EL PASO — Drug abuse has been around a very long time and despite efforts to stop the illegal transportation of drugs to the U.S., it will not disappear any time soon, according to experts who gathered here recently to analyze the efficacy of the 40-year-old “War on Drugs.”
According to Anthony Placido, leader of the Drug Enforcement Administrator’s Intelligence Program, the solution to the drug problem is not going to be possible if authorities and the government pretend or believe that the consumption and trafficking of these substances will be solved with only one policy, instead, institutions need to face the idea that the problem will continue to grow.
“The reason we are talking about policy is not because once upon a time someone said lets get tough, just don’t do it; we are talking about policy because these drugs are destroying people lives, are destroying societies and families, and in some way they are undermining civilization,” Placido said during the conference held recently at the University of Texas at El Paso.
Placido emphasized that society needs to understand that the individuals behind these crimes are predatory criminals who thrive and enjoy the destruction of people and who look for ways to find areas that are poorly governed or ungoverned spaces to obtain power and begin their criminal careers.
Placido said that the violence in Mexico is due to three main issues. Two of them, he said, have been around since the beginning of time. Fighting among members of the same cartels and fighting between rival cartels to obtain power in certain areas of the country have been ongoing problems. But the most recent issue that has developed is that, since President Felipe Calderón took office, the cartels have been challenging the government.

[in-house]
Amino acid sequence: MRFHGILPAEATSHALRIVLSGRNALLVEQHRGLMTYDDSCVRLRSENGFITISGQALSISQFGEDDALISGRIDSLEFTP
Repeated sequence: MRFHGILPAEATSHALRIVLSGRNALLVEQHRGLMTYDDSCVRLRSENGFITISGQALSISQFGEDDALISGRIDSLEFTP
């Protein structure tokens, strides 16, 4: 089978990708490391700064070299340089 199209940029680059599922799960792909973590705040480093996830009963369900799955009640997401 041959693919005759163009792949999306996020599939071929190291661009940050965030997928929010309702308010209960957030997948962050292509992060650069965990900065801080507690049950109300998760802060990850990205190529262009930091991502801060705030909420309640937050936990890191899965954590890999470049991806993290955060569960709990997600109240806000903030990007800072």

“Calderón is in to win it,” Placido said, emphasizing that his policies such as the depuration of the police and governmental figures are heroic actions that are on their way to creating change, but since Mexico does not posses the necessary resources to fight them, it might take a longer period of time to have success.
He also explained that using law enforcement is not the only solution to win the war on drugs and that society has to be educated and informed about that damages and problems drugs can cause. Placido also said that people have all been addicts to certain things since Adam and Eve appeared on Earth.
“We are always in the search for doing something bad and then find ourselves with no way out,” Placido said. “If society or government in a certain way believe that by legalizing or controlling these substances the levels of criminal actions will decrease we are being misinformed.”
Placido said people have to understand that there is no way these criminals are going to get a suit and start sending resumes to enter the corporate world. He also said that these criminals are always in search of finding new ways for transporting and selling these substances and usually have success.
David Courtwright, professor at the University of North Florida and current president of the Alcohol and Drugs History Society, said he doesn’t think that the drugs themselves are the problem. He said some drugs can actually save lives, but there needs to be more control over the way they are used.